Employees of the apartment where Charleena Lyles lived learned she had allegedly threatened to kill a 10-year-old boy with a knife sometime in May, according to investigative records. Lyles was fatally shot by two Seattle officers June 18 in her apartment.
Weeks before Seattle police fatally shot Charleena Lyles, employees of the low-income apartment complex where Lyles lived learned she had allegedly threatened to kill a 10-year-old boy with a knife, according to a source familiar with the matter and investigative records made public Tuesday.
But the employees from Solid Ground didn’t report the incident to Seattle police, according to records obtained from the King County Prosecuting Attorney’s Office under a public-disclosure request filed by The Seattle Times.
The records released Tuesday do not specify the date of the incident with the boy, but the source familiar with the matter said it occurred sometime during the Memorial Day weekend. The incident was reported to Solid Ground the next day, May 30, the source said.
Lyles, a 30-year-old African-American mother of four, was fatally shot by two white Seattle officers June 18 in her apartment after she reported a burglary and, according to the officers, suddenly attacked them with one or two knives.
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The shooting, which has generated controversy and protests, occurred in the federally subsidized Northeast Seattle housing complex owned by Solid Ground, a Seattle-based nonprofit that describes itself as working to end poverty and undo racism and other oppressions that are root causes of poverty.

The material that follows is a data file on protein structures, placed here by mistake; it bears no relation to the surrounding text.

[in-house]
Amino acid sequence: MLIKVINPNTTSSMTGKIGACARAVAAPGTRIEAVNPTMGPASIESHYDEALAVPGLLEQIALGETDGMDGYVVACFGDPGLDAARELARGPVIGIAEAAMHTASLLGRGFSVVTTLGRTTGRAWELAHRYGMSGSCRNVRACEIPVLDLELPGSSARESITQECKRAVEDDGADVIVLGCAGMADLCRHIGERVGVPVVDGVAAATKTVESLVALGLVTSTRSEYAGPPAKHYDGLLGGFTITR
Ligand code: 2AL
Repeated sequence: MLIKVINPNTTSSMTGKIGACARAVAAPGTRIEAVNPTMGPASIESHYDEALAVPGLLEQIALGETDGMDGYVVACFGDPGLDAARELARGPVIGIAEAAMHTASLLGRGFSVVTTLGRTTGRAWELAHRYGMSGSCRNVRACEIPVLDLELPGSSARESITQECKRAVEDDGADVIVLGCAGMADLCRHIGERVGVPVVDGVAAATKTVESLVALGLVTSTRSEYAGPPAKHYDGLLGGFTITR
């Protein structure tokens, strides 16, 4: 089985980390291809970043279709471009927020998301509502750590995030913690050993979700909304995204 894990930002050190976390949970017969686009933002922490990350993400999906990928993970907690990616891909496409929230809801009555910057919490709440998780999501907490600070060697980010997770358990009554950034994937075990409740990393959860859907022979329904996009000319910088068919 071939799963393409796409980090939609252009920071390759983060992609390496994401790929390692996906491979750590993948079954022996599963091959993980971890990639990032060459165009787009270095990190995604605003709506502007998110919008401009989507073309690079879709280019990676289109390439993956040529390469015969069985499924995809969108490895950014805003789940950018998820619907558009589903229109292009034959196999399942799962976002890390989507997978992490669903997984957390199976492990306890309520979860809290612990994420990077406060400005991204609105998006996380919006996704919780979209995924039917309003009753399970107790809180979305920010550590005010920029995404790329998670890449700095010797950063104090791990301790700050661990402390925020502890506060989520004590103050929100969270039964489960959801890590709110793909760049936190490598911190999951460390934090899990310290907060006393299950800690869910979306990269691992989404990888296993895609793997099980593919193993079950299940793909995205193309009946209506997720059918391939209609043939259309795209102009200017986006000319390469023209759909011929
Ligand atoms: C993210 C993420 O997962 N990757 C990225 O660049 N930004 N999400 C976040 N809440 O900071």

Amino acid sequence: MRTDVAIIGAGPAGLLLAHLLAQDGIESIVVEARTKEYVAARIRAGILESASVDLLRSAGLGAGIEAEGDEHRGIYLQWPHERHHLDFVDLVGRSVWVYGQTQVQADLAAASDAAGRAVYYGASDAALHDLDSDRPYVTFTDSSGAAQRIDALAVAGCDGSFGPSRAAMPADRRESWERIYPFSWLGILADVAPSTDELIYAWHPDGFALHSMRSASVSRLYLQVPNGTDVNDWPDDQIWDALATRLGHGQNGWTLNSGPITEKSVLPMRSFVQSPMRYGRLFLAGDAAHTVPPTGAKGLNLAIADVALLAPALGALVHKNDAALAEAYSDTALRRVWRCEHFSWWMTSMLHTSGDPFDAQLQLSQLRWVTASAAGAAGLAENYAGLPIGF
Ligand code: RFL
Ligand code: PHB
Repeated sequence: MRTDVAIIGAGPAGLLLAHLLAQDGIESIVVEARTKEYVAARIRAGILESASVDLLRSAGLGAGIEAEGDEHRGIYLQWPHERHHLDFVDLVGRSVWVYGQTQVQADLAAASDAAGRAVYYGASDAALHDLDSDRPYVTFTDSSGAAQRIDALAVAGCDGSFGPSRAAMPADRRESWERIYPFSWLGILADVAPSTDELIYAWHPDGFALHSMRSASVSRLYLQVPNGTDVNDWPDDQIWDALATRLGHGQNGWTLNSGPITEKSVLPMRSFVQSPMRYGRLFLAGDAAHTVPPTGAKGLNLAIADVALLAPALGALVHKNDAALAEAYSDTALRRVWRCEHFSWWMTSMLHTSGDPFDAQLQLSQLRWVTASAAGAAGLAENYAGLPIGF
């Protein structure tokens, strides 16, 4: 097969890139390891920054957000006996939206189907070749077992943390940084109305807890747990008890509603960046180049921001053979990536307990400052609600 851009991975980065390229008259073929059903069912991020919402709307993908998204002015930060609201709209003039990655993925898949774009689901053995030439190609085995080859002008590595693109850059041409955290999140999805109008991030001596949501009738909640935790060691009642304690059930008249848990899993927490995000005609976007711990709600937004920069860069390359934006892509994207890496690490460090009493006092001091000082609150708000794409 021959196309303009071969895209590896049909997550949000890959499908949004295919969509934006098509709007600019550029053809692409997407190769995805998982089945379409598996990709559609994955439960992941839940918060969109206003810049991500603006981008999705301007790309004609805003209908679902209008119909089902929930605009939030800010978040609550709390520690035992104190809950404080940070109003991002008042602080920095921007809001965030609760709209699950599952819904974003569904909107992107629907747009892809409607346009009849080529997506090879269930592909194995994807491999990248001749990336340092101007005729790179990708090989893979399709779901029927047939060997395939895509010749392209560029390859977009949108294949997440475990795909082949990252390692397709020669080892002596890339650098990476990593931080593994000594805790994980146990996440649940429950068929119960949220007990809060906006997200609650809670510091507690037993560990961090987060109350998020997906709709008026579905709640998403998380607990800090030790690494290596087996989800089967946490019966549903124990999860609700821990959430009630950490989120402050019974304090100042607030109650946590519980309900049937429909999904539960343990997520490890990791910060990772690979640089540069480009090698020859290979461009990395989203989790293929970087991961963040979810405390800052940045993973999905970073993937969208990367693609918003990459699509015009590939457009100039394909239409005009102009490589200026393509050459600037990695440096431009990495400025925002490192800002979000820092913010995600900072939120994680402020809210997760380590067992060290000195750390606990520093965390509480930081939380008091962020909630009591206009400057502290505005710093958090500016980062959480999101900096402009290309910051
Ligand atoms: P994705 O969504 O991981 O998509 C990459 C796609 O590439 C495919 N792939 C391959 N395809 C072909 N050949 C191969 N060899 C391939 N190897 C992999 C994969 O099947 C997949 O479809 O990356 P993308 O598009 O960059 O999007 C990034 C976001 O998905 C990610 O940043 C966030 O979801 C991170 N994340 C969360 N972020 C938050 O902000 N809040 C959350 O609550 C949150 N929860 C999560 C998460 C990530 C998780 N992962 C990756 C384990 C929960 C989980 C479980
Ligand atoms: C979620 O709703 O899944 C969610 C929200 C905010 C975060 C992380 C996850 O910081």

A Solid Ground spokesman said Tuesday that its employees handled the alleged incident involving the 10-year-old boy properly but that he could not discuss specifics of the incident.
Seattle police received a tip on the incident with the boy June 23 that was relayed to Detective Jason Dewey three days later, according to a Force Investigation Report submitted Oct. 11 to the prosecutor’s office for its review and in preparation for a court inquest in Lyle’s death. No date for the proceeding has been set.
The tipster identified himself as Bill Drummond, an employee of Solid Ground, according to the report.
“He reported that a Solid Ground Staff member had taken a report from a resident regarding Subject Lyles having pulled a knife on a ten-year-old boy and threatening to kill him,” Dewey wrote in the report.
Drummond reported the staff member had reviewed a video of the incident, contacted the alleged victim and completed an internal report but didn’t contact Seattle police, the report says. Drummond claimed he had copies of emails and other files from staff members related to the incident, the report says.
Drummond could not be reached for comment Tuesday by The Seattle Times.
Drummond indicated he wished to remain anonymous out of fear of retaliation by his boss but was willing to be contacted by phone or meet in person, Dewey wrote.
Hours later, Dewey called Drummond, who stated he was the housing operations manager for Solid Ground.
“He stated that initially he wished to remain anonymous but decided that he is willing to be named because he is concerned that Solid Ground is covering up information that could have prevented the shooting,” Dewey wrote, referring to the police shooting of Lyles.
Drummond believed some employees who were made aware of the incident involving the boy were so-called “mandatory reporters,” required by state law to report such behavior, but they hadn’t done so, according to the report.